Every year I wait in unimaginably long lines at SDCC. I have gone as a fan and as press and I can tell you that lines are what you make of them. I remember my first year at SDCC, I waited in line to get Olivia Munn’s autograph. I waited in line for about five or six hours total (counting the line to get tickets to wait in line) and I will tell you the people around you are just as excited and in to the things you are. Some of the best conversations I have ever had have been in lines. You can learn a lot about what people are excited about, you can learn signing locations you didn’t know before, and you can even find news that not many other people know.
On the other side of this coin, lines are tiring if you have something you could have been doing and there isn’t a worse feeling than waiting in a line for a hour or two and finding out there was plenty of room in the panel. Actually, scratch that, the worst feeling is waiting in line for hours and not getting in. I never really encountered a huge line problem at NYCC. Some lines were longer than others but for the most part I got in to what I wanted to see. In SDCC I have to pick and choose what panels I go after because of the lines associated with them.
They are both great sized show floors but NYCC is a bit more split up than SDCC. NYCC has “the block” in a separate section than the main show floor and Artists’ Alley is on a separate side of the convention center. There are advantages and disadvantages to this. Only people who want to go to Artist Alley will go there at NYCC. In SDCC people pass by the artists at one of the entrances to the convention floor. This is promote artists but on the flip side the Artist Alley at NYCC seems less busy the people there took the time to walk over for the artists, not just because they are passing through. I consider that a major plus. “The block” at NYCC seemed to be the deadest area of the convention. I didn’t venture over there very often but when I did the area seemed a lot less populated than the convention floor itself. The convention floor at SDCC is bigger but everything also feels a lot more compressed. The booths feel more spread out at NYCC with a mixture of popular booths in a more spread out area while you can really draw a clear line at SDCC of where the more popular booths are and where it becomes “the rest.” I always enjoy making my way to the further end of SDCC’s floor because there are usually less people and there are some really interesting booths on that side.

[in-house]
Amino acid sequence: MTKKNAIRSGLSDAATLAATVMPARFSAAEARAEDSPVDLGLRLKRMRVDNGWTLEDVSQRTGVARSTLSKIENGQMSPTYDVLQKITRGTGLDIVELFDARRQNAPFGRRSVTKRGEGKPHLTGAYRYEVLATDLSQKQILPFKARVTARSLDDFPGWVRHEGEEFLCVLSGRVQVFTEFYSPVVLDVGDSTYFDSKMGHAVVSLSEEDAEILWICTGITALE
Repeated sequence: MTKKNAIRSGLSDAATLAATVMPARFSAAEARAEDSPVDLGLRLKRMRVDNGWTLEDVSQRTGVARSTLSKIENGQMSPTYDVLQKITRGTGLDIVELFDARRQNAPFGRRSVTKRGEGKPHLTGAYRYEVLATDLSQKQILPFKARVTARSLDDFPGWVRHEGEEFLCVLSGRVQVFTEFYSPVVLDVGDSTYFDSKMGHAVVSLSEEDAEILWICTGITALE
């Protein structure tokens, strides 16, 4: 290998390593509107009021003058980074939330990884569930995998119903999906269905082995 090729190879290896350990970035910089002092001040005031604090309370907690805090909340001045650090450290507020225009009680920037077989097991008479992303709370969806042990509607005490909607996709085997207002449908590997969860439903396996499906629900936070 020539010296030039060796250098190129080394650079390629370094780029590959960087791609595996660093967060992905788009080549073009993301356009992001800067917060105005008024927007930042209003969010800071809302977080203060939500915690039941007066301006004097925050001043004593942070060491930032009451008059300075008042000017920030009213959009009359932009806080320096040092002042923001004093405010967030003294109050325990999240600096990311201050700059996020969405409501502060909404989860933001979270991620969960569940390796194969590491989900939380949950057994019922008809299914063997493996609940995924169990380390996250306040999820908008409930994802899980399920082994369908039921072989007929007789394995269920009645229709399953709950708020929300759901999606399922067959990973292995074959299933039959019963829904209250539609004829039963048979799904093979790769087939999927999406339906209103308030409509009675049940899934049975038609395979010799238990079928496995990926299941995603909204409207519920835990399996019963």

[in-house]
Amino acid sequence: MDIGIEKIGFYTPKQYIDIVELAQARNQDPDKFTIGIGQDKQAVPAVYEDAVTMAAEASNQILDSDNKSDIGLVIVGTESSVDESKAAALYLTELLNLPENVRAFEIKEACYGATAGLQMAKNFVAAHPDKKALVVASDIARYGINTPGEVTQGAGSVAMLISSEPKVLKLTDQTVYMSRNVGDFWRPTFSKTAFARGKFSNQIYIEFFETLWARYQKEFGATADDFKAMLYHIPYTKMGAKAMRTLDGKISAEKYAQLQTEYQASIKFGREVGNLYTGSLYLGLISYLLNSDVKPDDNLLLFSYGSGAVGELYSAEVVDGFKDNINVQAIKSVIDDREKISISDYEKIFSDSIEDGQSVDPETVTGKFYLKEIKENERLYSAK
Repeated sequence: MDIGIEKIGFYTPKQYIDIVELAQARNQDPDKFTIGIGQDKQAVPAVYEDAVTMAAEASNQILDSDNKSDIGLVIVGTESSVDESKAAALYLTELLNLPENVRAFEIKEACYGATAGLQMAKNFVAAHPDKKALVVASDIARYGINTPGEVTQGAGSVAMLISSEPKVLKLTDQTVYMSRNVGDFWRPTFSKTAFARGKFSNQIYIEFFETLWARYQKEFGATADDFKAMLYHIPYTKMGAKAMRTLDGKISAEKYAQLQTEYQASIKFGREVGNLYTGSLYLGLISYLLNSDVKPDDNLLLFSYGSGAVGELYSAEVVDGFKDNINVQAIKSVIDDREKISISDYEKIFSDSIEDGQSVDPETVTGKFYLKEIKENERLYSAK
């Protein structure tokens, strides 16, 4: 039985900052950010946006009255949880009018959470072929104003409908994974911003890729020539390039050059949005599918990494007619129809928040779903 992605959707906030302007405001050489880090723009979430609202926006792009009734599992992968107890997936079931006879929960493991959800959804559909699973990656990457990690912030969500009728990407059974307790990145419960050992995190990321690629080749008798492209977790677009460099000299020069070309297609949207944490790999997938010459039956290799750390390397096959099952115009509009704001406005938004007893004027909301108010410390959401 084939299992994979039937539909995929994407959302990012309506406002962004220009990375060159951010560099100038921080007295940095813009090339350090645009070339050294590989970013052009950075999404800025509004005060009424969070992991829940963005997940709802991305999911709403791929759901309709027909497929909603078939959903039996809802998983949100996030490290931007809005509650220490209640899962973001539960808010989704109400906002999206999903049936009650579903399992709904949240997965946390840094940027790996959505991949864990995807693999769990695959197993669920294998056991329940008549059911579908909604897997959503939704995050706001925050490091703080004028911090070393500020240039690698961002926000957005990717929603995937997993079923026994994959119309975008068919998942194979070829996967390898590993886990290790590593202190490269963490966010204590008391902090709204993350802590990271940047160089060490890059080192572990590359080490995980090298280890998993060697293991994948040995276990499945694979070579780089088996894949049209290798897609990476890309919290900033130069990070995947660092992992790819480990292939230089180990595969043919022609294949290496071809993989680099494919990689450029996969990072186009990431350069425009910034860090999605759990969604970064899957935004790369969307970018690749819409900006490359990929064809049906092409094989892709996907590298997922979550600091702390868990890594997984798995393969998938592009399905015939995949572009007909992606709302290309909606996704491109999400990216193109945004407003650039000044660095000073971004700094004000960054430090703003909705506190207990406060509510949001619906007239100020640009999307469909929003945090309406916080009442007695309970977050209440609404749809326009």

Winner: NYCC because it’s more spread out.
The Convention Over All
This becomes difficult to discuss because both are amazing conventions and both have amazing things to offer. I preferred artist alley at NYCC because it was in a separate space from the craziness of the convention floor. I liked being able to see just artists. In San Diego they have their area but it’s still in the massive convention floor and very close to the video game area, which is always crowded.
SDCC has more movies and television and feels more and more every year like an open to the public press expo while NYCC still has the feel of a true comic convention. There is a TV and film presence at NYCC but it doesn’t feel like it’s taken over the convention like it has at SDCC. It really depends on the type of fan you are. If you are someone who gets really excited about Grant Morrison, Brian K. Vaughan, and Garth Ennis then you may feel more comfortable at NYCC but if you have an interest in the latest films, television, and adaptations then you will find a place at SDCC. In any event a fan will have a good time at both of the conventions. It’s a coming together of our collective culture and a celebration of what gives all of us joy.